Theresa Payton


Original Interview, February 14, 2023

This interview was conducted by Abby Sonnier, Policy Analyst at Consortium Networks.

An inventor and visionary in the digital world, a U.S. patent holder, and the first female White House CIO, a two-time company founder and CEO, Theresa Payton, was named one of the “Top 50 Women in Tech” by Award Magazine and as one of the “Top 25 Most Influential People in Security” by Security Magazine.
As White House Chief Information Officer (CIO) at the Executive Office of the President from 2006 to 2008, she administered the information technology enterprise for the president and 3,000 staff members. Prior to her time at the White House, Theresa Payton was a Senior Technology Executive in banking, spending 16 years providing banking solutions using emerging technologies. Payton founded Fortalice in 2008 and lends her expertise to government and private sector organizations to help them improve their information technology systems.

What was the moment or problem set that inspired you to go into cybersecurity?

I always say this is a career that found me and that I didn’t even know what I was doing until I was doing it.

I started off in the financial services industry right after earning my MS in Management Information Systems at the University of Virginia doing development on a team called End User Computing. I liked doing the cutting edge stuff for Barnett Bank (now part of Bank of America).

Over the course of my time in the financial services industry in working on these customer facing technologies with a lot of money and client data moving around, we had the responsibility for making sure fraudsters couldn't get in between the customers and the bank and ensure anyone with cyber criminal intent couldn’t access the systems, the data, or the transactions. Cybersecurity was intertwined into everything I was responsible for. Fast forward, I had the opportunity to work for President George W. Bush as the first female Chief Information Officer at the White House. Each president can make decisions about the scope of the role, but I was responsible for technology operations, which included cybersecurity.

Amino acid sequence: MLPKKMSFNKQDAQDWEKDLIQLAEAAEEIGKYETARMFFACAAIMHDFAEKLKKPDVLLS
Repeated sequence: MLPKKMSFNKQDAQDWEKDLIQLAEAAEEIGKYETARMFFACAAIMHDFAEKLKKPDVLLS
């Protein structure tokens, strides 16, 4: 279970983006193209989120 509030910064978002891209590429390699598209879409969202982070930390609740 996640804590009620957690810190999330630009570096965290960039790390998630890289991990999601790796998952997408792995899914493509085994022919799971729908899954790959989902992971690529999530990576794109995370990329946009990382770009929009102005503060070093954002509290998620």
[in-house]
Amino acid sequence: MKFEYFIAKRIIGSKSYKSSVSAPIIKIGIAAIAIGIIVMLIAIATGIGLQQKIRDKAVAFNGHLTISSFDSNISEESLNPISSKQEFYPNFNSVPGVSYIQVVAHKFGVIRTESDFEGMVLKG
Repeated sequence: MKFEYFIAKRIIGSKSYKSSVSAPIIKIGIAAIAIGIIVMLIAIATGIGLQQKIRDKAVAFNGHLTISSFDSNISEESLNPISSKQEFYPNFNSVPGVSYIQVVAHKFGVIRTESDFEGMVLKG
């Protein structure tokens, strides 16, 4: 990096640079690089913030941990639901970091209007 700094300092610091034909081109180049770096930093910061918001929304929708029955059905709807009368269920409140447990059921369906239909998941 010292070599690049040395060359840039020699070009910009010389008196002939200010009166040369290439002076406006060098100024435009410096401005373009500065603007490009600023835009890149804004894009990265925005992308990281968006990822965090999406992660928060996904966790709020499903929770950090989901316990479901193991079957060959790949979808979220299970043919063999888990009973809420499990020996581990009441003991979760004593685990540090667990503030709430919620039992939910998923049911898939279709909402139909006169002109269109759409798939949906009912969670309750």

That was when I had that first aha moment. I had to think about cybersecurity as it was ingrained within the human story. If you build in security in a way that makes it to where no one can get in, the end user that is supposed to be supported by the technology will be impacted and will find workarounds to get their job done. In doing so, you are not actually providing the service you were supposed to be providing. There is an enormous responsibility to make cybersecurity an enabler; it can’t be in the way of getting the work done because if it’s in the way the you are actually creating unnecessary risks and vulnerabilities.

How have you seen the space change since you entered it, especially considering the new departments and authorities in the White House and throughout the policy space in Congress?

Because I was there from 2006 to 2008, I was there when the first-ever iPhone came out, and that’s really the consumerization of technology. Prior to the iPhone, if you wanted the best internet or search results, you had to do that at the computer in your workplace, not at your house. You suddenly had the ability to message people in a way that wasn’t possible with the two-way text pagers or flip phones. With the advancement in technology, the consumerization of high speed access anytime and anywhere, cyber criminals paid attention and decided they didn’t have to only go after the best funded and guarded government and commercial organizations, they can go after the consumers. Instead of looking for opportunities to bypass strong defenses, they could focus on the working, multitasking, and stretched-thin individuals with a computer in their pocket.

Was it difficult to initiate these conversations around cybersecurity before 2007 when cyber operations were first used as an obvious tool of statecraft in Estonia?

It’s always an evolving conversation with executives. Executives set a strategy with a mission and a vision and they want it enabled– they want it continuous, scalable, resilient, reliable, and safe.

Though security was taken very seriously at the White House, a lot of things that are commonplace now hadn’t happened yet. A lot of times, we were having conversations about protecting and defending based on things that happened that might be classified or on things that might happen. On those occasions, we needed to make a business case for a possibility where money needed to be spent on the security program even though something bad could still happen. That is a hard sell even today and was an even harder one in 2006.